Written by attorney Wendy S. Alton

The Wedding’s Off—Now Who Keeps the Engagement Ring?

You are engaged to be married, and have either bought or received a beautiful (expensive) engagement ring. Unfortunately, something happens to destroy the pre-wedded bliss and the wedding is called off for good. If the marriage never happens, who gets the engagement ring?

The courts in Michigan have answered unequivocally: the person who gave the ring in anticipation of the marriage.

Deciding who keeps the ring: definitive case

The definitive case on this issue is Meyer v Mitnick, 244 Mich App 697 (2001). In that case, Dr. Barry Meyer purchased a custom-designed engagement ring for his finance Robyn Mitnick at the cost of $19,500. Prior to the marriage, Dr. Meyer asked Ms. Mitnick to sign a prenuptial agreement, and Ms. Mitnick refused. The marriage was called off.

Subsequently, Ms. Mitnick refused to return the engagement ring, so Dr. Meyer sued her for its return. Dr. Meyer argued that the engagement ring was a conditional gift, given in anticipation of marriage, and since the marriage wasn’t going to happen, the gift should be returned. Ms. Mitnick argued that Dr. Meyer broke the engagement, and thus was at fault for the marriage not occurring, and that based upon fault, she should be allowed to keep the ring.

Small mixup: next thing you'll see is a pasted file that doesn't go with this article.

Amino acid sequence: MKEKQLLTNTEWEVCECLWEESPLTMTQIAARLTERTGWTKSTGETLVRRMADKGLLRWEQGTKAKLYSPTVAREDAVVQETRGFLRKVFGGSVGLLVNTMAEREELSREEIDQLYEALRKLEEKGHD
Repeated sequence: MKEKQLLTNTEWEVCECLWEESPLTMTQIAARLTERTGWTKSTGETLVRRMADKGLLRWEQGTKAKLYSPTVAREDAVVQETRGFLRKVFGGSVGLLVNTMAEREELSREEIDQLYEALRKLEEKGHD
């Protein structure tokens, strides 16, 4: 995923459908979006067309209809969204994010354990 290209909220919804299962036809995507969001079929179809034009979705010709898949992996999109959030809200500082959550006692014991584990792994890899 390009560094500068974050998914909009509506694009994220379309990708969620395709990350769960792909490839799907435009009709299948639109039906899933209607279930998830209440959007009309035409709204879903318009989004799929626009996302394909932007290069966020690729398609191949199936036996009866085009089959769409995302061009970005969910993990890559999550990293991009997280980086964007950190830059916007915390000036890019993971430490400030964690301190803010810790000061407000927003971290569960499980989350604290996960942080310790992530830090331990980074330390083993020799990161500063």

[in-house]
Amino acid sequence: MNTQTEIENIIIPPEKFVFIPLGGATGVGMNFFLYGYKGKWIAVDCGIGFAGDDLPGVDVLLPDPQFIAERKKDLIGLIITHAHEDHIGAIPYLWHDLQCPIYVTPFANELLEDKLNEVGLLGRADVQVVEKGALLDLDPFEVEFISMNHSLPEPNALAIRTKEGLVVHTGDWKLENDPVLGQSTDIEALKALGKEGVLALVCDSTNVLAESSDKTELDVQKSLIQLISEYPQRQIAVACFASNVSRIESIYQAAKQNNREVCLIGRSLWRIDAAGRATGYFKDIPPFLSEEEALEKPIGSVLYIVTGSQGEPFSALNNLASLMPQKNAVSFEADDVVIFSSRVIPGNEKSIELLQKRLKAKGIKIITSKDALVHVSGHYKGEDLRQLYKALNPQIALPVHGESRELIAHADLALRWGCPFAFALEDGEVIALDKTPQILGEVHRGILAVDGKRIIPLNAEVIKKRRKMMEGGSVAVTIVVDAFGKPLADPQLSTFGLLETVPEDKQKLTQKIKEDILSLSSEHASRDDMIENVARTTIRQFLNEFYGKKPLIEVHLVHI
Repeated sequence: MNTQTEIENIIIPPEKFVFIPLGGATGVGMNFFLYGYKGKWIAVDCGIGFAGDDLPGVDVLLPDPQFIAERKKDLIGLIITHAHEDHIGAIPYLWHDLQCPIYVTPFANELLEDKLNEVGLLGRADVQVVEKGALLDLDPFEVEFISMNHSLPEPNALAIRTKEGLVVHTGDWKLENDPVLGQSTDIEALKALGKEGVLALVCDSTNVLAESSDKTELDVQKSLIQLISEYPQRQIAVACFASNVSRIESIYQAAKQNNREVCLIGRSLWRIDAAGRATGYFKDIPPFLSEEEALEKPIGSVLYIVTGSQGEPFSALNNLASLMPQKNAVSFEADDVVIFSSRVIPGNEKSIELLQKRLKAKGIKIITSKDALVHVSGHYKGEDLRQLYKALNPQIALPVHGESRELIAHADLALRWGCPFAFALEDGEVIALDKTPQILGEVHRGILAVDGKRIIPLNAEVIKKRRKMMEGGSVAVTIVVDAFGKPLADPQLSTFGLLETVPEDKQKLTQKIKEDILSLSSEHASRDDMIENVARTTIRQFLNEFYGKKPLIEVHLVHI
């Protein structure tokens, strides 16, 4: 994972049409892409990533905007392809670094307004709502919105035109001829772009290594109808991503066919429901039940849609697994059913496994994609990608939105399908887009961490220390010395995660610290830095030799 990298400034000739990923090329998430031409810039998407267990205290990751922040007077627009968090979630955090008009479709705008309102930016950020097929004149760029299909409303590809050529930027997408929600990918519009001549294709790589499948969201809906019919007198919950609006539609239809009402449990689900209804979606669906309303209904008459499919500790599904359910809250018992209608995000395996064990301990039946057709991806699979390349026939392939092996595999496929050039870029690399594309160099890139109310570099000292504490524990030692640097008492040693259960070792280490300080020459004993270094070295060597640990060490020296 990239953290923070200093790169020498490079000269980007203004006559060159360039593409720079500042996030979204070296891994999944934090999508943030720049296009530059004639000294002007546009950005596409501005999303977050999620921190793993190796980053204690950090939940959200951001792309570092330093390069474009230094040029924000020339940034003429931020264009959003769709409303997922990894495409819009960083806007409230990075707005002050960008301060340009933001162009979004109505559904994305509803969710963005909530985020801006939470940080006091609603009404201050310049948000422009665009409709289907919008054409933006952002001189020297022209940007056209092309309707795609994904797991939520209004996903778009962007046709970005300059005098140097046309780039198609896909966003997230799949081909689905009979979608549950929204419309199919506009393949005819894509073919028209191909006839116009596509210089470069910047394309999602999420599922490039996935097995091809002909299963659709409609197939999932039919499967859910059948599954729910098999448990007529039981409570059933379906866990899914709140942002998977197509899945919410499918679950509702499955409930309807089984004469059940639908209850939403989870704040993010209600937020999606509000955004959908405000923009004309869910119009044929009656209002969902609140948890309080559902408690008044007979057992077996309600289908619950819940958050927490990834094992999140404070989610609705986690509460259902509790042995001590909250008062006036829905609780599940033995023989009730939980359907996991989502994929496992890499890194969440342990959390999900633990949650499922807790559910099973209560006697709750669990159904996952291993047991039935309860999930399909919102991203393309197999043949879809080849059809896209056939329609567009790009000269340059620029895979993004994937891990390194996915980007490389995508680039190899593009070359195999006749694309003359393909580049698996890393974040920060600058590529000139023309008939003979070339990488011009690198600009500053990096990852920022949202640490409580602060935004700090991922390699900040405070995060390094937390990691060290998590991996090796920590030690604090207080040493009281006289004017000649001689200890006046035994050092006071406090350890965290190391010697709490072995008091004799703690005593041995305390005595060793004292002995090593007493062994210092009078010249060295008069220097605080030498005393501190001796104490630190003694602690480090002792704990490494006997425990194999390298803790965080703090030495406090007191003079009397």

The trial court, Oakland County Circuit Court, ruled that the ring should be returned to Dr. Meyer because it is a conditional gift, and that issues of fault do not determine who keeps the ring. Ms. Mitnick appealed that decision to the Michigan Court of Appeals.

The Michigan Court of Appeals affirmed the trial court’s decision. They concluded the following:

"In sum, we hold that an engagement ring given in contemplation of marriage is an impliedly conditional gift that is a completed gift only upon marriage. If the engagement is called off, for whatever reasons, the gift is not capable of becoming a completed gift and must be returned to the donor."


Long story short, if the marriage doesn’t happen, the ring is given back to the person that gave it in anticipation of the marriage.

Keep in mind, however, that two people can always come to a written agreement otherwise. If there is a written agreement that the person receiving the engagement ring can keep it regardless of what happens, that agreement would usually govern.

Also keep in mind that once the couple is married, the condition is fulfilled, and the engagement ring, once a conditional gift, is now an outright gift and (typically) belongs solely to the person receiving it. Diving rings in a divorce therefore involves a different set of legal questions.

Additional resources provided by the author

you are interested in learning more, please call Wendy Alton at 734-665-4441 or email her at [email protected] More information about her firm, Pear Sperling Eggan & Daniels, P.C., can be found here:

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